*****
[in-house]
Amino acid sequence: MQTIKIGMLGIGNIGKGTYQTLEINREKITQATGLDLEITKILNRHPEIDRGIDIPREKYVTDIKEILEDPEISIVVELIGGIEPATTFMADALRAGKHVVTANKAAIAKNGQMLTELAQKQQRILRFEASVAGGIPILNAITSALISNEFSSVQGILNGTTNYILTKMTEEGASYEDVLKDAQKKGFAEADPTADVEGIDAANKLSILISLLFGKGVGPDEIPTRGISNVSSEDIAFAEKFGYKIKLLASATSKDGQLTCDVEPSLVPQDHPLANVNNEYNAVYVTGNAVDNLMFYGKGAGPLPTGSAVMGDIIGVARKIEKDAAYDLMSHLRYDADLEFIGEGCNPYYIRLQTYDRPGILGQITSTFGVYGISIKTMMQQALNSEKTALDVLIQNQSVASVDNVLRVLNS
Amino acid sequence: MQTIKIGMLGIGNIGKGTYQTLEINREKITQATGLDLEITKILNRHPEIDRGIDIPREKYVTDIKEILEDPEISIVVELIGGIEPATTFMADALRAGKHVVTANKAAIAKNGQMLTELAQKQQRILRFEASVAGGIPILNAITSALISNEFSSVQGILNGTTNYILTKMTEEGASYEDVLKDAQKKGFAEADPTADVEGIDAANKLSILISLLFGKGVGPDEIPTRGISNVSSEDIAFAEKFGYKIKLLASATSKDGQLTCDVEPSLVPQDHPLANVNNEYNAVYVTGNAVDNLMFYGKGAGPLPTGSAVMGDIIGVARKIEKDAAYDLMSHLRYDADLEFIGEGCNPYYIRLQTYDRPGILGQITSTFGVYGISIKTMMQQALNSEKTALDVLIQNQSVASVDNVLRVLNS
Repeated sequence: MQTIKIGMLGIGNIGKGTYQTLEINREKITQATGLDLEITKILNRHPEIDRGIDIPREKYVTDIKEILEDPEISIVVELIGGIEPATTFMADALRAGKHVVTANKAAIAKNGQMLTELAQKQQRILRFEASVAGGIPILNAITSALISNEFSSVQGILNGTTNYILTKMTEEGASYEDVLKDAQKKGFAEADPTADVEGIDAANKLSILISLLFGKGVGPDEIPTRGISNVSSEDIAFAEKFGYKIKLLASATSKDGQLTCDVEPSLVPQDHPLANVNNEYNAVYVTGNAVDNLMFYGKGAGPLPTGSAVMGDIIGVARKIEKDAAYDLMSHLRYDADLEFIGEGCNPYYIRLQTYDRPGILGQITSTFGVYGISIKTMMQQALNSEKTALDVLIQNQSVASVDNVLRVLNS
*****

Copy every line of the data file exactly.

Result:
[in-house]
Amino acid sequence: MQTIKIGMLGIGNIGKGTYQTLEINREKITQATGLDLEITKILNRHPEIDRGIDIPREKYVTDIKEILEDPEISIVVELIGGIEPATTFMADALRAGKHVVTANKAAIAKNGQMLTELAQKQQRILRFEASVAGGIPILNAITSALISNEFSSVQGILNGTTNYILTKMTEEGASYEDVLKDAQKKGFAEADPTADVEGIDAANKLSILISLLFGKGVGPDEIPTRGISNVSSEDIAFAEKFGYKIKLLASATSKDGQLTCDVEPSLVPQDHPLANVNNEYNAVYVTGNAVDNLMFYGKGAGPLPTGSAVMGDIIGVARKIEKDAAYDLMSHLRYDADLEFIGEGCNPYYIRLQTYDRPGILGQITSTFGVYGISIKTMMQQALNSEKTALDVLIQNQSVASVDNVLRVLNS
Amino acid sequence: MQTIKIGMLGIGNIGKGTYQTLEINREKITQATGLDLEITKILNRHPEIDRGIDIPREKYVTDIKEILEDPEISIVVELIGGIEPATTFMADALRAGKHVVTANKAAIAKNGQMLTELAQKQQRILRFEASVAGGIPILNAITSALISNEFSSVQGILNGTTNYILTKMTEEGASYEDVLKDAQKKGFAEADPTADVEGIDAANKLSILISLLFGKGVGPDEIPTRGISNVSSEDIAFAEKFGYKIKLLASATSKDGQLTCDVEPSLVPQDHPLANVNNEYNAVYVTGNAVDNLMFYGKGAGPLPTGSAVMGDIIGVARKIEKDAAYDLMSHLRYDADLEFIGEGCNPYYIRLQTYDRPGILGQITSTFGVYGISIKTMMQQALNSEKTALDVLIQNQSVASVDNVLRVLNS
Repeated sequence: MQTIKIGMLGIGNIGKGTYQTLEINREKITQATGLDLEITKILNRHPEIDRGIDIPREKYVTDIKEILEDPEISIVVELIGGIEPATTFMADALRAGKHVVTANKAAIAKNGQMLTELAQKQQRILRFEASVAGGIPILNAITSALISNEFSSVQGILNGTTNYILTKMTEEGASYEDVLKDAQKKGFAEADPTADVEGIDAANKLSILISLLFGKGVGPDEIPTRGISNVSSEDIAFAEKFGYKIKLLASATSKDGQLTCDVEPSLVPQDHPLANVNNEYNAVYVTGNAVDNLMFYGKGAGPLPTGSAVMGDIIGVARKIEKDAAYDLMSHLRYDADLEFIGEGCNPYYIRLQTYDRPGILGQITSTFGVYGISIKTMMQQALNSEKTALDVLIQNQSVASVDNVLRVLNS